Challenging & complex behaviours: Positive Behaviour Support plans
A Positive Behaviour Support plan
gives us insight into a person's behaviour, then strategies to
encourage appropriate behaviours and a quality of life.
A Positive Behaviour Support plan is not just for professionals,
but can be used by families as well when a disability such as a
traumatic brain injury has led to challenging behaviours.
A Positive Behaviour Support plan aims
- Observe and measure the behaviour
- Identify what causes or contributes to the behaviour
- Choose possible approaches and strategies for change.
Triggers for behaviour are avoided or minimized, or the person
is encouraged to identify triggers, advise when they occur, and use
When the challenging behaviour occurs, everyone will
consistently respond using the strategies agreed on.
Example of a Positive Behaviour
WHY THE BEHAVIOUR OCCURS: Ian has a brain injury. His ability to
process some information is impaired, and he may become
disinhibited. Ian talks excessively about the desire to have
RESPONSE 1: family members gently remind Ian that this behaviour
is not appropriate. Tell Ian "Please do not talk about this with
me". Responses should be consistent, respectful and timely. If Ian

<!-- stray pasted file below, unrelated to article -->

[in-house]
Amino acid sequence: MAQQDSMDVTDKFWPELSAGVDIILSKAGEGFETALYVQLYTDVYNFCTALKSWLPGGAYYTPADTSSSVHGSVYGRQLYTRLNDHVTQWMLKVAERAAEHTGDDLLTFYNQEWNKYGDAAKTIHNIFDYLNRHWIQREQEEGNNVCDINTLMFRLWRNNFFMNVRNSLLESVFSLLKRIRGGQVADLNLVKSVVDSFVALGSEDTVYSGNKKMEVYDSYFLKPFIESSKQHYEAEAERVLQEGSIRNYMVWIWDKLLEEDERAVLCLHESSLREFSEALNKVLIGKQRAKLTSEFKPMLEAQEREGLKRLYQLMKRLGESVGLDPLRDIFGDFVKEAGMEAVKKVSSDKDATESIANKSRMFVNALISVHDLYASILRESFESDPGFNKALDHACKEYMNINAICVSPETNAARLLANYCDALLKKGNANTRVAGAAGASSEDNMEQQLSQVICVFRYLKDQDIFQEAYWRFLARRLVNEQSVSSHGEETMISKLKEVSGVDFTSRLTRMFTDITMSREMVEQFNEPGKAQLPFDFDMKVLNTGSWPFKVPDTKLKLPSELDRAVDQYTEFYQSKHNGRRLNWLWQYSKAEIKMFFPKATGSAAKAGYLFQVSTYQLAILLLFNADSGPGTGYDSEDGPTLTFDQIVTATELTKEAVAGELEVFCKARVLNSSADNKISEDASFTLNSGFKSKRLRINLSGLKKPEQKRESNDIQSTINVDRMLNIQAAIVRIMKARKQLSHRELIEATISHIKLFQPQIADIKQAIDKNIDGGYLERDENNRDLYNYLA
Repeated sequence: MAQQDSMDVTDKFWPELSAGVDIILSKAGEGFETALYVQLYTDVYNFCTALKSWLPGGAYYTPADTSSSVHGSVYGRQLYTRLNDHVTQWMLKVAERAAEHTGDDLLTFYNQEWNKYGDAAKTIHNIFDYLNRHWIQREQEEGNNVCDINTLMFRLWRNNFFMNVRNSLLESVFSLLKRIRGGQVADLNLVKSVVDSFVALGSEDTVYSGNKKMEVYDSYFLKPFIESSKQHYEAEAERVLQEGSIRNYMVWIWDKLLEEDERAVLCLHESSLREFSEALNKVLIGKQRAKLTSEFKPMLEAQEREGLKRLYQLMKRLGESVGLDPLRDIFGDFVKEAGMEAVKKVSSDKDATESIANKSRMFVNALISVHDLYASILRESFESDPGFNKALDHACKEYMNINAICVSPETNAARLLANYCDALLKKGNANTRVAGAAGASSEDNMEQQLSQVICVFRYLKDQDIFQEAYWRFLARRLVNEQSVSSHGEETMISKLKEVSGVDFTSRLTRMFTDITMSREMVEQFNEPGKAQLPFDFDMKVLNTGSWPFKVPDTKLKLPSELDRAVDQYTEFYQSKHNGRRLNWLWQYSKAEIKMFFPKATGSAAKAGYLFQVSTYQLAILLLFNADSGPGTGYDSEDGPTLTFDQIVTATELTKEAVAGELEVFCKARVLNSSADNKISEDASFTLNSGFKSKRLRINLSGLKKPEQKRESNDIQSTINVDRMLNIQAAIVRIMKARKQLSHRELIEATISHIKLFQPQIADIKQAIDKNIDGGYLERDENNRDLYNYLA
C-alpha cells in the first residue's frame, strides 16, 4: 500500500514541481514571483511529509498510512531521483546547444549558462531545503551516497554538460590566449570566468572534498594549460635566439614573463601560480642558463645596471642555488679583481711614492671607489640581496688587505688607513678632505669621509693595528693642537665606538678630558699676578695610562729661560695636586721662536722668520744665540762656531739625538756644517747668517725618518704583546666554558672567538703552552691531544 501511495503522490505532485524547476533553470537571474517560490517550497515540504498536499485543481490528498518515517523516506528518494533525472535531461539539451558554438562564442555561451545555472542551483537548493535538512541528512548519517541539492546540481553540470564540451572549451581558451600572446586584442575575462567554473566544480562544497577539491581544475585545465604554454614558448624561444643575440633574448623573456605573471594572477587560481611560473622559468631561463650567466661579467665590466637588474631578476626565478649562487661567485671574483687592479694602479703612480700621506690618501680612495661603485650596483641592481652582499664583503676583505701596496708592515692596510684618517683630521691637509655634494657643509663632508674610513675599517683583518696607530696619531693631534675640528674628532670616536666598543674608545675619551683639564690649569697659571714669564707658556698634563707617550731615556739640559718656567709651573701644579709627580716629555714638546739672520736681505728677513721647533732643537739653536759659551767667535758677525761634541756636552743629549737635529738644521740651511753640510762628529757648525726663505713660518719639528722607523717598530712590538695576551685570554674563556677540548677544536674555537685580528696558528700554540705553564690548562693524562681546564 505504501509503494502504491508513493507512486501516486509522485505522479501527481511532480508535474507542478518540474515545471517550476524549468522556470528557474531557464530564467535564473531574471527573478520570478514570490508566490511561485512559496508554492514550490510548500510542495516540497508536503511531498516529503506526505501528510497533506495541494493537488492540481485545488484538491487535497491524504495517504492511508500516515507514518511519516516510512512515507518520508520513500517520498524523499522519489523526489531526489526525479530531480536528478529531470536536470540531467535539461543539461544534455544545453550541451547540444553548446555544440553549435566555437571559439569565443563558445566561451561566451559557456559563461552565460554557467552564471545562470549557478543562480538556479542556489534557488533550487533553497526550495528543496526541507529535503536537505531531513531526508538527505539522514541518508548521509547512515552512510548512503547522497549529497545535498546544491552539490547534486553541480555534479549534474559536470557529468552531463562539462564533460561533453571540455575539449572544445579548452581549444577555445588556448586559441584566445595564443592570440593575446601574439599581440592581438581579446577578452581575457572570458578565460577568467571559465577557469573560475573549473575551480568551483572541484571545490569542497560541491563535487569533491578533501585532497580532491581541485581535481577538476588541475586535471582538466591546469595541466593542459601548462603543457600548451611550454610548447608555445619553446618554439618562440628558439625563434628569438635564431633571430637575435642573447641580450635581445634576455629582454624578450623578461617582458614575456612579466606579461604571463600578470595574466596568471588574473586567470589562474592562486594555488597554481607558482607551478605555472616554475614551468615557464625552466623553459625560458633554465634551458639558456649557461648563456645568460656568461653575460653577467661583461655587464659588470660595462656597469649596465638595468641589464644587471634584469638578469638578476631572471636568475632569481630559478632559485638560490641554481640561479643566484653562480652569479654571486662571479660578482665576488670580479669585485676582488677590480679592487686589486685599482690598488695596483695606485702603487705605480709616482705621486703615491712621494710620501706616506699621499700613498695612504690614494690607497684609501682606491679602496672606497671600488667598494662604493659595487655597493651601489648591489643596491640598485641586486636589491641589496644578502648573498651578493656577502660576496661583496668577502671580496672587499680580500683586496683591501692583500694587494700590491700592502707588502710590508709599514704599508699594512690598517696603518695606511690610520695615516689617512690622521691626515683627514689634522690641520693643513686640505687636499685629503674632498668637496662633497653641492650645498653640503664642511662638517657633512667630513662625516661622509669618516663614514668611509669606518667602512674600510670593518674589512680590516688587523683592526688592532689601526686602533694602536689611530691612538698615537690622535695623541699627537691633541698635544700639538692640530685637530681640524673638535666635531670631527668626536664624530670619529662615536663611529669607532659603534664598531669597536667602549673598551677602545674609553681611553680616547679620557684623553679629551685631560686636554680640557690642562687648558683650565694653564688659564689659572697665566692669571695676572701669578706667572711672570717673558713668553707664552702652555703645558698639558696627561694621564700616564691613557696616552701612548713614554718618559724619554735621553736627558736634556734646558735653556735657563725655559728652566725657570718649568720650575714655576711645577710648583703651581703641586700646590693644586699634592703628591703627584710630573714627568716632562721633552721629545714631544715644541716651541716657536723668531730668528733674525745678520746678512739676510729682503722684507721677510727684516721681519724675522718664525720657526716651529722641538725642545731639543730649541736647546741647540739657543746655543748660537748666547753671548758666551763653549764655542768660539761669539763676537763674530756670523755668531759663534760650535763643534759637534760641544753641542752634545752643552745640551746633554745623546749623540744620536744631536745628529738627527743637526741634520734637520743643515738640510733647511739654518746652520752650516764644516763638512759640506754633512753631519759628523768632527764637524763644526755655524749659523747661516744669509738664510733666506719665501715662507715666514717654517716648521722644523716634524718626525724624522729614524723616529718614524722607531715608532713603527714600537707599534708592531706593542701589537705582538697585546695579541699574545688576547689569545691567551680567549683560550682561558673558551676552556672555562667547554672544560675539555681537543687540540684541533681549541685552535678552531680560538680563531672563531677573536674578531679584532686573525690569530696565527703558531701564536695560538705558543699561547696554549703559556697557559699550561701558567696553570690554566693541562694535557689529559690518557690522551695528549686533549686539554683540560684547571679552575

does not stop, use the second response.
RESPONSE 2: If Ian continues to talk about his desire to have sex,
advise him again that you do not wish for him to talk like this
with you and that you are going to leave the room.
REMEMBER: Not to take Ian's behaviour personally. It is important
that all team members are consistent and patient in their
responses. Redirection could be useful (e.g. "Ian can you help me
to . . .?").
SUPPORT & ASSIST: Once the behaviour has stopped, return and
advise Ian that the behaviour was not appropriate. Ask him if he
would like to talk to someone about it.
REINFORCE: When Ian is not discussing sex, reinforce his
appropriate communication (e.g. "I've really enjoyed our
conversations today, Ian").
A summary checklist
- What are the different behaviours displayed?
- Which behaviours will be focused upon first?
- Why is the behaviour a problem?
- What pattern has been observed for each target behaviour?
- What are the specific target behaviours within this
- What seems to cause or contribute to the behaviour?
- How will change be measured?
- What are the possible approaches and strategies for
- What level of control and participation is possible for the
person with the brain injury?
- Could this plan be relevant to other behaviours?
- Have the person's rights been fully protected within the